November is National Adopt-a-Senior-Dog Month. It’s during this time I think about all the sweet senior dogs that have left me and are now waiting for me at the Rainbow Bridge. Even though it’s fun to be surrounded by young, boisterous canine beasts, I miss those old dogs’ graceful, graying presence — not to mention their sweet low-maintenance attitude. If you’re thinking of bringing a dog into your life, consider welcoming home an elder statesdog.
Prolific author David Tabatsky just completed his latest book, Beautiful Old Dogs. It’s a lovely anthology of essays by boldface names including Marlo Thomas, Anna Quindlen, and Dean Koontz’s dog Trixie, and its pages are illustrated with gorgeous photographs by the late Garry Gross. The tome will be published by St. Martin’s Press this time next year.
“I didn’t become a dog person until I encountered Garry’s exquisite photography, specifically his soulful portraits of senior dogs,” Tabatsky says. The late photographer’s motto in seeking out canine models was, “The older the better — dogs with soul in their eyes.” And, Tabatsky adds, “I’ve been converted to this sentiment.”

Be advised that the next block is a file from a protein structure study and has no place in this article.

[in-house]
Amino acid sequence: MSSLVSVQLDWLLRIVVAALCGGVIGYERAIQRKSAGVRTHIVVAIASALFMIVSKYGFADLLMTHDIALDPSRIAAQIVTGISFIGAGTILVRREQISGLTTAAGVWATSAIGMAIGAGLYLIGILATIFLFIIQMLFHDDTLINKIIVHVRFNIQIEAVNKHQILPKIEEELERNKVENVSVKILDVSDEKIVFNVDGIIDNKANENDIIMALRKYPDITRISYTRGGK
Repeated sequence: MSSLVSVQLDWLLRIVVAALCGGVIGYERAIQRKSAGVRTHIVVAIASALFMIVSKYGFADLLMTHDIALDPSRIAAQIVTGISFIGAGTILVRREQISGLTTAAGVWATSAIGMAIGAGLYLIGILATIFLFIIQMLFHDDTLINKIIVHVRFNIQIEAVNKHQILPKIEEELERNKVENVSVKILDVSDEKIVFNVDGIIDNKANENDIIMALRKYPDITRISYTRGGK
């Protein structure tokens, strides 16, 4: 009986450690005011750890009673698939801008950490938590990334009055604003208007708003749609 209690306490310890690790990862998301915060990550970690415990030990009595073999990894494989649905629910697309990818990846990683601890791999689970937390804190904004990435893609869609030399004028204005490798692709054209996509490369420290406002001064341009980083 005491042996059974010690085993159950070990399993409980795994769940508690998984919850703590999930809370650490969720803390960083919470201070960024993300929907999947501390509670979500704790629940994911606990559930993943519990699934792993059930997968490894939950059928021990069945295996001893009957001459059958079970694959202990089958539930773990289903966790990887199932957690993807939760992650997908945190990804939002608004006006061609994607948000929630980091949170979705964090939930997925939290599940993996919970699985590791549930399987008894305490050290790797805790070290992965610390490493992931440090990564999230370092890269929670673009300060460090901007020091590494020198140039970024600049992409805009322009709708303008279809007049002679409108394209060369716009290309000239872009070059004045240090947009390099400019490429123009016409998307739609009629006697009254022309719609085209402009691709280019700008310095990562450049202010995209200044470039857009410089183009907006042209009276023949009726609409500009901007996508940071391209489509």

Here are seven senior-dog adoption incentives. So bring a gray-muzzle home today and enjoy instant membership in AARP, or rather, AARF (the American Association of Retired Furpersons).
Also from Dogster Magazine: “Fiona Apple Cancels Tour to Care for Her Dying Dog”
1. They’re economic stimulus hounds
Because seniors are among the last to be adopted at animal shelters, adoption fees are often significantly reduced. Talk about an adopter’s incentive: With the money you save, you can spring for, say, premium dog food or a couple of fun toys.
If, like me, you work at home, a senior canine (or a couple) makes the best company, lowering your stress so you can get the most out of a day’s work. Dozing patiently by your desk, they’ll help you remain calm — and that’s great for productivity.
2. They cure empty-nester blues
What better distraction for a lonely parent whose child just left for college than a sweet senior dog? Tabatsky is counting on it when his time comes: “As soon as my daughter graduates high school next year and joins her brother in that elite club of 18-year-olds leaving home, I plan to adopt a houseful of dogs, preferably older and wiser, who will understand my empty space and enjoy filling it as lovingly as possible.”